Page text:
By Prof Tony Campbell

WHEN playing a hand as declarer a key issue is what number of cards your opponents’ hold in particular suits.

But is there any way to find this out without a CCTV camera!?

Here is a hand that was played last week on Bridge Base Online where declarer found a way to work out how many clubs his left-hand opponent held, helping him to make the contract of three no trumps.

The Auction

The bidding in this hand was critical for information to declarer. West opened one diamond with only 11 points. Fair enough with five/four in the minors. North was non vulnerable and chose to jump to two hearts, showing six hearts and less than ten points.

East was now faced with a dilemma. A double would suggest to his partner, West, that East held four spades.

And to bid three clubs was a bit high. So, East chose to take a risk. He bid two no trumps even though he did not have a heart stop. West was very happy to convert this to three no trumps with the ace and queen in North’s suit.

The play

South was on lead, and rightly chose not to lead his partners suit, hearts, expecting East as declarer to hold honours in hearts. So, South led the queen of spades. North, rightly, won the trick with the ace and returned his seven of spades. East, after some thought, won this with his king.

Now declarer considered his options. How can he find eight more tricks? If the diamond finesse against the queen works, and the diamonds are 3/3, declarer still needs at least two tricks in clubs. But if South gets in, he will surely cash all his winning spades and the contract will go down.

So is there a way to work out the club distribution in the North/South hands? Yes, there is. After winning with the king of spades, declarer played the king of diamonds, followed by a small diamond, playing the jack from his hand, which won. The ace of diamonds then revealed exactly what North held originally.

He has shown up with two spades, six hearts on his two heart bid, only two diamonds, and therefore three clubs, probably to an honour. This meant that South only had one club, probably an honour. So, declarer was clear now.

He played a small club to the ace in his hand, dropping South’s king, followed by a small club to the ten in dummy, won by North’s queen. North is now fixed! He can’t play a heart to dummy’s ace and queen, so had to play back a club.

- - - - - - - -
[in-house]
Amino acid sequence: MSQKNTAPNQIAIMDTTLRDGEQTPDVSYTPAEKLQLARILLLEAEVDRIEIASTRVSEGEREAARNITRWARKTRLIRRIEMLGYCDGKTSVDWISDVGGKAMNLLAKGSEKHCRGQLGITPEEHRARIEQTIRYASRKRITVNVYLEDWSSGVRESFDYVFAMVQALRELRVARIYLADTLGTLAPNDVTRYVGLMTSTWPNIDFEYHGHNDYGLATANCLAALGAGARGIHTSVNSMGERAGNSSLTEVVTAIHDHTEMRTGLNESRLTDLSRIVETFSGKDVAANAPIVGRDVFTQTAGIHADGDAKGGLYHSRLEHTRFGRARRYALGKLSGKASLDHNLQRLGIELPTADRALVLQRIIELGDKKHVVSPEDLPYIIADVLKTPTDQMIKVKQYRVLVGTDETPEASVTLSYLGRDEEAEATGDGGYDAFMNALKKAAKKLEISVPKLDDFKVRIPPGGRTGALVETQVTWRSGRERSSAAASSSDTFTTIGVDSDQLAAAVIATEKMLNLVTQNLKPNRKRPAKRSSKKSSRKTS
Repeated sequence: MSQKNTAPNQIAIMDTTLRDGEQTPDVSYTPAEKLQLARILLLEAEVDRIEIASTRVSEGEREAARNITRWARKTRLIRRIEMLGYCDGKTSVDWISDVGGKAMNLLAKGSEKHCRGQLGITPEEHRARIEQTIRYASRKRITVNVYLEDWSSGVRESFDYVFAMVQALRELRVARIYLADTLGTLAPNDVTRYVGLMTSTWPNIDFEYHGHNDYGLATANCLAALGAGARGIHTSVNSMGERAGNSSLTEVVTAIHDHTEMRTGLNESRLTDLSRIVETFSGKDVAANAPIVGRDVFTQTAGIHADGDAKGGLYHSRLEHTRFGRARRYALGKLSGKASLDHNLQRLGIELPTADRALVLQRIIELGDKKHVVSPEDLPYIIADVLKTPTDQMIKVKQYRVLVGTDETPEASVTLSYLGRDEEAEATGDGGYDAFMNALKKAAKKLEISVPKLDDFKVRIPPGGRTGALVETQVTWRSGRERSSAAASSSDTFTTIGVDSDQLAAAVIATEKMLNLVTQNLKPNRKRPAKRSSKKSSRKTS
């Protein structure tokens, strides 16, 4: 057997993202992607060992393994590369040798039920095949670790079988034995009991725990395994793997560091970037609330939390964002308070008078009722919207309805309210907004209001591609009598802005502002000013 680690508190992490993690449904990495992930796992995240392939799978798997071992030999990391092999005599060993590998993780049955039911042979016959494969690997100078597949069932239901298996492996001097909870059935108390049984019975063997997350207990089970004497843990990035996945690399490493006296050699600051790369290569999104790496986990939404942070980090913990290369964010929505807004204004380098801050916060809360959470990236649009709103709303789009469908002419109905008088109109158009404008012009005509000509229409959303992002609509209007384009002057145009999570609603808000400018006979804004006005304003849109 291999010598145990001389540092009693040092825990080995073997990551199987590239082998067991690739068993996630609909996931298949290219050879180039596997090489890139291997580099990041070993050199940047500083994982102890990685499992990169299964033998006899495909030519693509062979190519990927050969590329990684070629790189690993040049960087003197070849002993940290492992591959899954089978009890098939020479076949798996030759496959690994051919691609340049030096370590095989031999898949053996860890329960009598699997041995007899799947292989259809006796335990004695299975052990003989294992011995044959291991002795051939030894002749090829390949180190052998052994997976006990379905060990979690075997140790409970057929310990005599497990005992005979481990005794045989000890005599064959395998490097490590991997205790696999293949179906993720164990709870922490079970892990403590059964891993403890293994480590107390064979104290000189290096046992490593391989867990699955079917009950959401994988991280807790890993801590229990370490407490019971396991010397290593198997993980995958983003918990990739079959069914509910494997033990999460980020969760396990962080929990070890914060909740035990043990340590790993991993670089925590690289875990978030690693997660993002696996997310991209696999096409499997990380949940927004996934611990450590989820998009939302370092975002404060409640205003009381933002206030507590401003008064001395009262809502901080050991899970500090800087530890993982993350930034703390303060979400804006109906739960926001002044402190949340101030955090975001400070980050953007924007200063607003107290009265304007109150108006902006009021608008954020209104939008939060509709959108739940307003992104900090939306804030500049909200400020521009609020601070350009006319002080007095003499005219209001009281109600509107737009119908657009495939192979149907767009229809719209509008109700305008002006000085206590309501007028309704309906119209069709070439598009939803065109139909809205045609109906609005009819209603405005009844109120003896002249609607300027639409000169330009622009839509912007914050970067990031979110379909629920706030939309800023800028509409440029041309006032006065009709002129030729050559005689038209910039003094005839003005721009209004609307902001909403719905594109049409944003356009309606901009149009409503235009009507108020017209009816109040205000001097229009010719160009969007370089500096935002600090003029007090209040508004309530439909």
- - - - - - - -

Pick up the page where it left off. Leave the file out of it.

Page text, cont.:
This was won by dummy’s nine, followed by the jack, and seven in declarer’s hand, discarding a small diamond from dummy. West as declarer then played a small heart to dummy’s ace, followed by the queen, which was won by North’s king. North had no option now but to concede the last trick to declarer’s jack of hearts, declarer making ten tricks – one spade, two hearts, three diamonds and four clubs, well played for a good score of 430.

What have we learnt?

1. A weak two overcall can disrupt the opposition bidding without risk of being doubled for penalties.

2. Think about what the bidding tells you followed by the card play.

3. Work out a strategy to reveal how many cards an opponent holds in a particular suit.

Penarth club results

Here are the results of last week from the Penarth-Sully online bridge, details and the hands are available on the Penarth Bridge Club web site.

Click on Results and then the date. Wed. 5th May; 1. Ann Hirst and Avril Collins (63.2%); 2. Judith Lewis and Joan Andrews (56.3%); 3. Alice Highley and Henry Lewin (54.9%). Fri 7th May; 1. Tony Campbell and Simon Brindle (68.1%); 2=. Mike Downey and Joy Seculer (59.7%); 2=. Linda Houston and Sue Jones (59.2%). Please contact me or Meryl if you want to join.

The current positions in Peter Sampson’s ladder are: 1. Angela Hudson and Rod Hudson; 2. Val Hetheridge and Sean MacDougall 3. Carolyn Matthews and Patsy Cohen. Our weekly Zoom bridge classes continue. Let me know if you would like to join us.

Further information

If you have any views, hands, and information you would like to share, please email me, My articles are available online. Keep well. Keep safe. Bon chance.